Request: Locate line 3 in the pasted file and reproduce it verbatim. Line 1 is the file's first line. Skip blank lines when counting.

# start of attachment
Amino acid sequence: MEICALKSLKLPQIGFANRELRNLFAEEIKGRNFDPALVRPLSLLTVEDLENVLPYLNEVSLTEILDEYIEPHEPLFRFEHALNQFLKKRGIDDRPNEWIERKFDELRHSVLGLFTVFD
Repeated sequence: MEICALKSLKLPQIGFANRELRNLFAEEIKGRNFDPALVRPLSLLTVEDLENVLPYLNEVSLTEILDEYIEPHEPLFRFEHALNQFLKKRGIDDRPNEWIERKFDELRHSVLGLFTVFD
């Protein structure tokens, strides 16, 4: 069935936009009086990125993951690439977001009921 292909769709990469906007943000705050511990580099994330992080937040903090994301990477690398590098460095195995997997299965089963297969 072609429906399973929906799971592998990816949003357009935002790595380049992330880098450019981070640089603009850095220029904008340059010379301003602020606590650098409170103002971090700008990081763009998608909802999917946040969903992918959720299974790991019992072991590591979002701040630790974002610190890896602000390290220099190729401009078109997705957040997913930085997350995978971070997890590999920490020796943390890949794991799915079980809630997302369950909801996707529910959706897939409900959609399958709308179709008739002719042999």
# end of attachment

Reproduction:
């Protein structure tokens, strides 16, 4: 069935936009009086990125993951690439977001009921 292909769709990469906007943000705050511990580099994330992080937040903090994301990477690398590098460095195995997997299965089963297969 072609429906399973929906799971592998990816949003357009935002790595380049992330880098450019981070640089603009850095220029904008340059010379301003602020606590650098409170103002971090700008990081763009998608909802999917946040969903992918959720299974790991019992072991590591979002701040630790974002610190890896602000390290220099190729401009078109997705957040997913930085997350995978971070997890590999920490020796943390890949794991799915079980809630997302369950909801996707529910959706897939409900959609399958709308179709008739002719042999």